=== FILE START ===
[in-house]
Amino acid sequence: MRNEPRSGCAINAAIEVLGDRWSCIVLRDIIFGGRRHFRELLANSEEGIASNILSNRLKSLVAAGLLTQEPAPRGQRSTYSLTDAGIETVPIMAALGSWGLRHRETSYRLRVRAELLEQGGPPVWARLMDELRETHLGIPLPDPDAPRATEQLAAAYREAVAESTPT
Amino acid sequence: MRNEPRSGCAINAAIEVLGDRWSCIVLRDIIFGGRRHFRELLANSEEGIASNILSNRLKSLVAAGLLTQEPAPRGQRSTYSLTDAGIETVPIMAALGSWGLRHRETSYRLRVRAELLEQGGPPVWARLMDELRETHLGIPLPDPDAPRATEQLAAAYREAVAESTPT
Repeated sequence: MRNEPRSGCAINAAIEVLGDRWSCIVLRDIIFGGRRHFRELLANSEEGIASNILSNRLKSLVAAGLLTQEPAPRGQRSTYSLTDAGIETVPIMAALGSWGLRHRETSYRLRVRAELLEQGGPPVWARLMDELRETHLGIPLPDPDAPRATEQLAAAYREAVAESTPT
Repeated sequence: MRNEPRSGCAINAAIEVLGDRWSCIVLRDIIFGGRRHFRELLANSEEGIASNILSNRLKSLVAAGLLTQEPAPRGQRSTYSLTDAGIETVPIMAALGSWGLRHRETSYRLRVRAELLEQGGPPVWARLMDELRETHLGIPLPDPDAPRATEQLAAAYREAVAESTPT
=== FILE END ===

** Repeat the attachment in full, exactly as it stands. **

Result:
[in-house]
Amino acid sequence: MRNEPRSGCAINAAIEVLGDRWSCIVLRDIIFGGRRHFRELLANSEEGIASNILSNRLKSLVAAGLLTQEPAPRGQRSTYSLTDAGIETVPIMAALGSWGLRHRETSYRLRVRAELLEQGGPPVWARLMDELRETHLGIPLPDPDAPRATEQLAAAYREAVAESTPT
Amino acid sequence: MRNEPRSGCAINAAIEVLGDRWSCIVLRDIIFGGRRHFRELLANSEEGIASNILSNRLKSLVAAGLLTQEPAPRGQRSTYSLTDAGIETVPIMAALGSWGLRHRETSYRLRVRAELLEQGGPPVWARLMDELRETHLGIPLPDPDAPRATEQLAAAYREAVAESTPT
Repeated sequence: MRNEPRSGCAINAAIEVLGDRWSCIVLRDIIFGGRRHFRELLANSEEGIASNILSNRLKSLVAAGLLTQEPAPRGQRSTYSLTDAGIETVPIMAALGSWGLRHRETSYRLRVRAELLEQGGPPVWARLMDELRETHLGIPLPDPDAPRATEQLAAAYREAVAESTPT
Repeated sequence: MRNEPRSGCAINAAIEVLGDRWSCIVLRDIIFGGRRHFRELLANSEEGIASNILSNRLKSLVAAGLLTQEPAPRGQRSTYSLTDAGIETVPIMAALGSWGLRHRETSYRLRVRAELLEQGGPPVWARLMDELRETHLGIPLPDPDAPRATEQLAAAYREAVAESTPT